Franklin Booth, born 1874 and raised in Indiana, was an artist who worked mainly with ink and a pen. His works are composed of thousands of lines, whose careful positioning next to one another determine the density and shade of that particular region. His unusual technique was the result of a misunderstanding: As a boy, Booth scrupulously copied magazine illustrations which he thought were pen and ink drawings. In fact, they were wood engravings.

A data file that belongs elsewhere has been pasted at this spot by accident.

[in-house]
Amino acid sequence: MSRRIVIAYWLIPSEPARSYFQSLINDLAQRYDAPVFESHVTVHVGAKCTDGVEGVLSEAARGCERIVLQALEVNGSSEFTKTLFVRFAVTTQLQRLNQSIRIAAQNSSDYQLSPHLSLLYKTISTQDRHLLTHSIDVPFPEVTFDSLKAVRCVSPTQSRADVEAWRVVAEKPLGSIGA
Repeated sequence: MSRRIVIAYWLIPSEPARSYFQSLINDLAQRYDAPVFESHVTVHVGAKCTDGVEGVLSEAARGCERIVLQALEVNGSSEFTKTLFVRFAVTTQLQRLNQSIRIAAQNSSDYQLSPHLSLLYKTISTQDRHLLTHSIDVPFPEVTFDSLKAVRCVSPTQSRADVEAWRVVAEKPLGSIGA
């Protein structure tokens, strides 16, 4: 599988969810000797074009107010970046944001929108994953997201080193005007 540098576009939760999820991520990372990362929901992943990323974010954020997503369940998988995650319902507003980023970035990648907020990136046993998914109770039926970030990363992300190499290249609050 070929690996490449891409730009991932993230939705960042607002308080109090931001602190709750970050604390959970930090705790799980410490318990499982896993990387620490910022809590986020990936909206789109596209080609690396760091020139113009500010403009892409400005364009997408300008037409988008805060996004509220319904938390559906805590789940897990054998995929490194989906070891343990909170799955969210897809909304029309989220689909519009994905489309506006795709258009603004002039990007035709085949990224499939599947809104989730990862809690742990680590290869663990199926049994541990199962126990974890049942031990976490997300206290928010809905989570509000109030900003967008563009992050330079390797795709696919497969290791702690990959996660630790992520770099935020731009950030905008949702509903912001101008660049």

Booth was primarily a commercial artist and his works have been used in Harpers, The Century Magazine, Everybody's Magazine, McClure's, Cosmopolitan, Redbook, Good Housekeeping, House & Garden, Ladies Home Journal and others.
Despite the laboriousness of his technique, Booth's compositions were characterised by a grand sense of space. As a result, his drawings were often well-matched to poetic or editorial entries.
Among his works were a set of illustrations done for ads for the Estey pipe organ.